For her contributions to our understanding of how stars and planetary systems form and evolve, her dedication to enhancing observatory capabilities for the scientific community, and her national and international leadership in her field.
Anneila Sargent is among the most respected astronomers in her field, and as she reflects on her career, she expresses deep gratitude about her trajectory. “I was amazed to be admitted as a graduate student to Caltech,” she says. “I was amazed to become a tenured professor. And I am even more amazed to be a distinguished alumna. It’s a series of amazements.”
Like most astronomers, Sargent keeps a largely untraditional schedule. She often labors into the early morning to analyze data from late-night telescope sessions, a task that was even more challenging during the early years of her career as she parented her young children. “I would do my computing in the office—there were no laptops then—and eventually I would go home because the babysitter had to leave,” she recalls. “I’d come in the next morning to finish up.”
The juggling act had its challenges, but she excelled. She went on to pioneer the use of rapidly advancing technologies to understand how stars and planets form and evolve over their lifespans. The advances she made in millimeter- wave astronomy, a cutting-edge field at the time, helped illuminate inflection points in very early stellar evolution as well as potential sites for planetary formation. “It was wonderful to be on the ground floor of something,” she recalls.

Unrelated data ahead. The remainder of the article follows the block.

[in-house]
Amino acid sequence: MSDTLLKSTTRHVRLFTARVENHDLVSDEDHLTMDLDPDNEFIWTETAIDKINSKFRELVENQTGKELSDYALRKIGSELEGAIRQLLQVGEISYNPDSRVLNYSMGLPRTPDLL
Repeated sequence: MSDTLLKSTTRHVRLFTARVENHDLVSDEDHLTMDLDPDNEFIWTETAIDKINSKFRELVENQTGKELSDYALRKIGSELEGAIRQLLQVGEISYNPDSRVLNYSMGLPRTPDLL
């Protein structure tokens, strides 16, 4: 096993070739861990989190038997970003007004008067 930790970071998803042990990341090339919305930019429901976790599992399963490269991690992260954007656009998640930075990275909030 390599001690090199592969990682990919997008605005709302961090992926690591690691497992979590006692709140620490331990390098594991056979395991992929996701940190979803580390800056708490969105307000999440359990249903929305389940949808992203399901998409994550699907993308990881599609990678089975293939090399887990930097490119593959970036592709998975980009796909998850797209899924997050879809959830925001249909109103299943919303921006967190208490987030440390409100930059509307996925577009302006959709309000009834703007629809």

In addition to making groundbreaking discoveries, Sargent has directed Caltech’s radio observatories and helped shape international millimeter- wave astronomy through her leadership on various boards. She has served as chair of both the National Research Council Board of Physics and Astronomy and NASA’s Space Science Advisory Committee, and was appointed to the National Science Board by President Obama.
Sargent is a fellow of the American Academy of Arts and Sciences and an honorary fellow of the Royal Society of Edinburgh. She received NASA’s Public Service Medal, and asteroid 18244 Anneila was named in recognition of her achievements.
The accolades and professional recognition are rewarding, she acknowledges, but her drive to succeed comes from within. “I like interesting problems,” Sargent says. “I like finding things that nobody has ever imagined before.”